With key votes looming Wednesday, the Legislature’s fiscal advisers released an analysis concluding Medicaid expansion in Louisiana would result in up to a $500 million savings to the state over the first 10 years.
Gov. Bobby Jindal called the analysis “too conservative,” reiterated his objection to the expansion, and advocated repeal of Obamacare, the familiar name attached to the federal Affordable Care Act.
Jindal said the state costs would run $1.7 billion over the first 10 years and continue a broken Medicaid system.
“There is no flexibility ... one size fits all” in the federal law, Jindal said in a brief Tuesday session with reporters.
House and Senate health committees on Wednesday are scheduled to take up legislation filed by various Democratic lawmakers that would require state participation in the Medicaid expansion.
Each committee is majority Republican.
U.S. Sen. Mary Landrieu, D-La., wrote letters to committee members urging support of the expansion and provided reasons why.
On Tuesday, Medicaid expansion proponents held a noon rally on the steps of the State Capitol to encourage Jindal to begin formal negotiations around the terms by which Louisiana would participate.
Joining the gathering that included many red-T-shirt clad AARP Louisiana members were state Sens. Fred Mills, R-St. Martinville, and Ben Nevers, D-Bogalusa.
“We believe we can win a deal for our state that meets your vision of what’s best for our state but to reach a deal you have to be willing to negotiate a deal,” said the Rev. Melvin Rushing, of Baton Rouge, and a member of Together Louisiana representing 120 religious congregations.
“The governor’s perspective is clear. He wants flexibility .... flexibility that governors in other states are winning,” Rushing said. He mentioned high-profile Republican governors of Arizona and Florida among them.
Later in the day, the Louisiana House Republican delegation came out against the expansion legislation, saying the expansion is “just too risky” financially for the state. The delegation noted “growing concern” at the national level about the impact of the health care law on the nation’s budget deficit.
In a statement, the Louisiana Budget Project’s executive director Jan Moller said the decision facing the state is a matter of “life and death” for many working Louisiana residents who cannot afford health coverage. He urged state acceptance.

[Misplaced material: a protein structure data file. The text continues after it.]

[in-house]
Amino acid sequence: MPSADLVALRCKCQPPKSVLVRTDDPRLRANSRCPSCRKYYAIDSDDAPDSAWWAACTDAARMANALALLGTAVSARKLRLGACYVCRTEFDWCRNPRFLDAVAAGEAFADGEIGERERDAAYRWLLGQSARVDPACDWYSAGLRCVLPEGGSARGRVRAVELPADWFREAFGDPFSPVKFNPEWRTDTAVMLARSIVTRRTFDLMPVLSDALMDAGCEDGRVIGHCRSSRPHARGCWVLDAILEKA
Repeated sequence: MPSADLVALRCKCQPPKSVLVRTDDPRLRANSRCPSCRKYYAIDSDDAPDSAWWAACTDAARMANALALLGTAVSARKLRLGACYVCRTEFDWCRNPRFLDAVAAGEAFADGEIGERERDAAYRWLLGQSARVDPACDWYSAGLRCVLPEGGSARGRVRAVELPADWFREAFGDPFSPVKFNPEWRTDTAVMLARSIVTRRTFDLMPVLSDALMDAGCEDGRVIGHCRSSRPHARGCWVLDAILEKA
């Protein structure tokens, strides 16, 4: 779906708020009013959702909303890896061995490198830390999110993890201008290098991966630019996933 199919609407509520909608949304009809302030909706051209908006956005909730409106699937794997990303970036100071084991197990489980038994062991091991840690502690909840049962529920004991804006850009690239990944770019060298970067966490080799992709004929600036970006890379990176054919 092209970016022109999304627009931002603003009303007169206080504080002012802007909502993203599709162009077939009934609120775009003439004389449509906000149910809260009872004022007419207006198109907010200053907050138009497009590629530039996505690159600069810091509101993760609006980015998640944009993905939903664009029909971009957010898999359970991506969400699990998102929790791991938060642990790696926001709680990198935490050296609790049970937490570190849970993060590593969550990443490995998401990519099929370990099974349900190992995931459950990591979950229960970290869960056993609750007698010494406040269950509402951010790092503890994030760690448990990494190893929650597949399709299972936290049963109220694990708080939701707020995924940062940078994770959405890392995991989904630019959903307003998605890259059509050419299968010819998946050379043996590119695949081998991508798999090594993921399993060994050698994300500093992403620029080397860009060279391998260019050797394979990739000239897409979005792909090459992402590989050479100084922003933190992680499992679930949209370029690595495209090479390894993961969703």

The Legislative Fiscal Office analysis by Shawn Hotstream concluded that Louisiana Medicaid spending would be $510 million to $554 million less over the first five years.
Over a 10-year period, the decrease in state Medicaid spending would range from $185 million to $510 million, according to the analysis.
People with income of up to 138 percent of the federal poverty level — mainly working adults — would be eligible for the government health insurance program beginning in 2014. Today, that would mean individuals earning up to $1,285 a month. For a family of four, the earning level would be up to $2,651 a month.
The federal government pays 100 percent of costs during the first three years and no less than 90 percent during the first 10 years.
The Fiscal Office analysis accompanies House Bill 110, which would require the state to advise federal officials by Sept. 1 that it would participate in the Medicaid expansion. Program sign-up begins Oct. 1.
The Fiscal Office analysis considered multiple factors, including 290,000 uninsured adults between age 19 and age 64 who would be eligible to participate in the expansion and that all new eligibles would be placed in the Jindal administration’s Bayou Health private sector-based pre-paid Medicaid managed care plan.
The reduction in uninsured adults that the state contributes to currently is also figured in as well as a reduction in prisoner care costs now completely state funded.
Jindal said the Fiscal Office number is too low in its estimate of people who will abandon private health insurance for the new program. He said that shift would trigger increased costs for others with private insurance.
The Fiscal Office analysis also didn’t take into account the potential for provider reimbursement rate increases to meet new access standards, Jindal said. The program could end up being an “unfunded mandate” on the state, he said.
Hotstream said the federal law does not mention provider fee increases.
At the State Capitol rally, Dr. Jule Assercq, a primary care physician, said the Medicaid system is “far from perfect ... But for those with no insurance, having something imperfect is better than having no insurance at all.”
Sen. Mills said Louisiana has worked with the federal Centers for Medicare and Medicaid Services to get waivers to do innovative things in health care.
“If the New Orleans Saints were leaving tomorrow, we could get creative,” Mills said.